ANTC14: Feminism and Anthropology
September 6, 2013
Feminism and Anthropology
-> what is feminist anthropology? : "It is more than the study of women. It is the study of gender, of the
interrelations b/w women and mean, and of the role of gender in structuring human societies, their
histories, ideologies, economic systems, and political structures."
-> what is anthropology? : Study of human kind
-> what is socio-cultural anthropology? : the comparative study of human societies and cultures."
-> what is feminism? : 1) the theory of the political, economic, and social equality of the sexes.
2 key aspects:
-> as a body of social theory: has examined the roles that sex and gender play in structuring society, as
well as the reciprocal role that society plays in structuring sex and gender.
-> theoretical approach to understand sex and gender (gender hierarchy?)
-> as a social movement: has challenged the historical subordination of women and advocated political,
social, and economic equality b/w the sexes.
-> to be asked: what does it mean to take a feminist approach? To be feminism? Feminism is about
equality b/w the sexes.
-> emerged as a subfield of anthropology in the 1970's; inspired and influenced by the women's
movement in the 70's; and emerged as a feminist critique of anthropology.
-> The key idea's and aims were to explore women/women;s roles cross culturally (as they were kind of
left out of studies in anthropology- think back to last year's course; women and children like the silent
other's of anthropology; people did not really theorize them.
-> one key concept here is to explore women and bring them back into anthropology.
-> to understand/ analyze gender inequality
-> political: no longer just a way of studying inequality, but through studying the aim became to have
some sort of effect on the world.
- Relationship b/w feminism and anthropology; 3 main stages:
-> Anthropology of women, of gender, and feminist anthropology
-> there is no single feminist anthropology theory; numerous approaches.
-> Includes wide-range of theoretical perspectives, methodological approaches, geographic concers/
applied across 4 fields of anthro.
-> Looking at feminism in the plural.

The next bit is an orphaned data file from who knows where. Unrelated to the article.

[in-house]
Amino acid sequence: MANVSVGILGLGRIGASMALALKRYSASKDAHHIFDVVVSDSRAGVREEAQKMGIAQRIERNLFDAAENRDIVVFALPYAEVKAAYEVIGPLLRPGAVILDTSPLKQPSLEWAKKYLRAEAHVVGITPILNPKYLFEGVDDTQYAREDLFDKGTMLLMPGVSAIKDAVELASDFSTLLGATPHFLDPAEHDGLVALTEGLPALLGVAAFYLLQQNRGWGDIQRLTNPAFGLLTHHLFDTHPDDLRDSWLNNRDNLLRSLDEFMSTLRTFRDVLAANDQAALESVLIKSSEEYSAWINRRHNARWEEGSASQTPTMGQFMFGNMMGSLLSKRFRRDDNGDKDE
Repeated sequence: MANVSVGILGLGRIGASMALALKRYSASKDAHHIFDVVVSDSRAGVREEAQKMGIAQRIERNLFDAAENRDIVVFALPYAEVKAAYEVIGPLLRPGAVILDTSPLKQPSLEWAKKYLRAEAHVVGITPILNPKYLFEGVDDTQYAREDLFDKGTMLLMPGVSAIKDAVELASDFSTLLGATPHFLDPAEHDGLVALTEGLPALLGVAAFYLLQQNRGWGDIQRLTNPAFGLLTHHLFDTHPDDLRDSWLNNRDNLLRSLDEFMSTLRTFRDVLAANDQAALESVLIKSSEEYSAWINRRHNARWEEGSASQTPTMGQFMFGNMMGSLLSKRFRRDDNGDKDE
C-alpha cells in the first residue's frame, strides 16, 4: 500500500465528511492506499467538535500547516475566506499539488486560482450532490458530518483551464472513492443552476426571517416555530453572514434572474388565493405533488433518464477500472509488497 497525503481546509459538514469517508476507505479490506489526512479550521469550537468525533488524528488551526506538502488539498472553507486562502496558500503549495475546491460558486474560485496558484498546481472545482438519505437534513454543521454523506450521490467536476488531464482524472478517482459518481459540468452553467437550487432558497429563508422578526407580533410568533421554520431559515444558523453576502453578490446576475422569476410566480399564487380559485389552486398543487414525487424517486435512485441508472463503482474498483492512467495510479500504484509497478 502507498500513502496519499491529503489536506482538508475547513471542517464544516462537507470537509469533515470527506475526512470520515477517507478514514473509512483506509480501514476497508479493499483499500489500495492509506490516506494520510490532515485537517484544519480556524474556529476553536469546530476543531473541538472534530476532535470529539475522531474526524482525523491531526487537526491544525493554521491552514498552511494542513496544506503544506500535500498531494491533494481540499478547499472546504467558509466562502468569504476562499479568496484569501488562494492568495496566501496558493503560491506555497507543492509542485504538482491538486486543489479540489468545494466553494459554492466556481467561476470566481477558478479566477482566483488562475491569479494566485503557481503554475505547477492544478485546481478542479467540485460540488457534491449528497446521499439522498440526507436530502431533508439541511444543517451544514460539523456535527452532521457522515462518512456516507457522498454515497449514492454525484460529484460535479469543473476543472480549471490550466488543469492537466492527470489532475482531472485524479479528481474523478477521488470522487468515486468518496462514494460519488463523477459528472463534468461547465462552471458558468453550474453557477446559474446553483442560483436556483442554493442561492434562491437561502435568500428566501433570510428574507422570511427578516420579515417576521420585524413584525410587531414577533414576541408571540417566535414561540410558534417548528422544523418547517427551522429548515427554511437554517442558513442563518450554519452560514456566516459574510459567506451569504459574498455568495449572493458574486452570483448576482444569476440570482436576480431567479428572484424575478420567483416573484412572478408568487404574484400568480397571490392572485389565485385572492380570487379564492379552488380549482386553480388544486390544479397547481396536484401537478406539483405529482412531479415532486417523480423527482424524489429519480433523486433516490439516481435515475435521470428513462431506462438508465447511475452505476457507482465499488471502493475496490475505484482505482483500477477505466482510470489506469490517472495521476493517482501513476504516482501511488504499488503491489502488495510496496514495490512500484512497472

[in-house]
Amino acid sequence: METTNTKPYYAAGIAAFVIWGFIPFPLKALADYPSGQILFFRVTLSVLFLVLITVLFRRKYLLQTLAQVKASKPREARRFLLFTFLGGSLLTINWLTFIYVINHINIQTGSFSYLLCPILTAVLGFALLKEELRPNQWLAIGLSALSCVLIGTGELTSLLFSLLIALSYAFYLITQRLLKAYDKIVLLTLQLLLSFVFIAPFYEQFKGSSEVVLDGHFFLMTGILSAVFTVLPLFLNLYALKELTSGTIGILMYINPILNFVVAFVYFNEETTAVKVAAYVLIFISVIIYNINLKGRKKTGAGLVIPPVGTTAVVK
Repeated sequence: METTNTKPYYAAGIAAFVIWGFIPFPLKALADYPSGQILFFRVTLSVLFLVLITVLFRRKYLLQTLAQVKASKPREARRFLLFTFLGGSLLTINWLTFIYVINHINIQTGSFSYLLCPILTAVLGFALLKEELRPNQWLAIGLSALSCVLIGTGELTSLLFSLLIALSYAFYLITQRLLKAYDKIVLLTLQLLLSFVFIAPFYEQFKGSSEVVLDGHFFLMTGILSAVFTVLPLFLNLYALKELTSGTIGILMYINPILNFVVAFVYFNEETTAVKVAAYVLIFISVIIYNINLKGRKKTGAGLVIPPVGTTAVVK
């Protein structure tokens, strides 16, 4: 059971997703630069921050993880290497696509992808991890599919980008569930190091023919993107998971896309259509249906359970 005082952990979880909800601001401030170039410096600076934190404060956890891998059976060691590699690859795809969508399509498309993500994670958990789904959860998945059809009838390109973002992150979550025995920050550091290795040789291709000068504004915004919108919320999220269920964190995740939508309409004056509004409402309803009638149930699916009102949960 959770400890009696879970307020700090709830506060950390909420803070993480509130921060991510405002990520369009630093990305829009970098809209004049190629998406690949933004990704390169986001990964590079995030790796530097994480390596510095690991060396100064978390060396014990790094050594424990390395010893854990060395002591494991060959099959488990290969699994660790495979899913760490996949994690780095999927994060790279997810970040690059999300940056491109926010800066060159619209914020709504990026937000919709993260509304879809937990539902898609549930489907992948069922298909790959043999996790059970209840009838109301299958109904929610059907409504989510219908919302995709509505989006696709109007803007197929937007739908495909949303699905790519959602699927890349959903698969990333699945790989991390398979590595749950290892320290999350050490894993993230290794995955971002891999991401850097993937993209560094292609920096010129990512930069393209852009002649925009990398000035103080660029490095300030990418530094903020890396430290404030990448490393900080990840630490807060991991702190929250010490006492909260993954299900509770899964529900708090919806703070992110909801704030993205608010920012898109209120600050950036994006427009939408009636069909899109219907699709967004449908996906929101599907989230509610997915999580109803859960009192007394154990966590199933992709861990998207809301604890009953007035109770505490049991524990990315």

- *historical ties to feminism: 1st, 2nd, and 3rd wave. Three Philosophies of Feminism (19th C)
-> beliefs emerging, especially in Europe, that promoted the ideas that sexes are not biologically created
(culturally- created socially)
-> Opposing male supremacy and advocating equality
-> focusing on women's rights and responsibilities to realize her own potential.
First Wave Feminism
-> having to do with achieving the right for women to vote.
-> women's suffrage movements of the 19th-early 20th C
-> economic and political reform..
Second Wave Feminism (1960's-1980's)
-> Feminist movements: the ideas and actions that are associated with the women's liberation
movements beginning in the 1960's which campaigned for legal and social equality for women.
-> they really forced a re-examination of the kind of assumption of the roles for women and mean.
-> a political movement like first wave, but a question of women's roles; before the 1970's men were
defined as the roles of the bread makers and such, while women's roles revolved around the house.
-> although women had the right to attend social institutions, it was thought that women went to school
really in order to find a husband.
*the women's movement: Betty Friedan, Feminine Mystique from this era. Identified social definitions
that confined women to the home as a source of women's dissatisfaction. Also, sparked women's
awareness of inequality (along with other propaganda). The slogan "The personal is political" comes
from this era.
Third Wave (Beginning in the 90's).
-> Refers to the continuation of, and reaction to the critique of 2nd wave feminism, beginning in the
-> challenged essentialized notions of woman/femininity.
-> an approach to focusing on difference: women in different places.
-> resulted in a diversification on how people view feminism?
-> no longer a unified political position with feminism as it once had; generations slowly no longer
feeling a connection with the feminist theory.
Early Feminist Anthropology
- Foremothers of feminist anthropology: Elsie Clews Parsons (encouraged people to think about their
experiences differently in regards to real life? and the surrounding world), Alice Fletcher (helped
developed the "Dog Act" that really made natives wards of the state; applied anthropology to the idea
of women's rights), Phyllis Kayberry (wrote a book that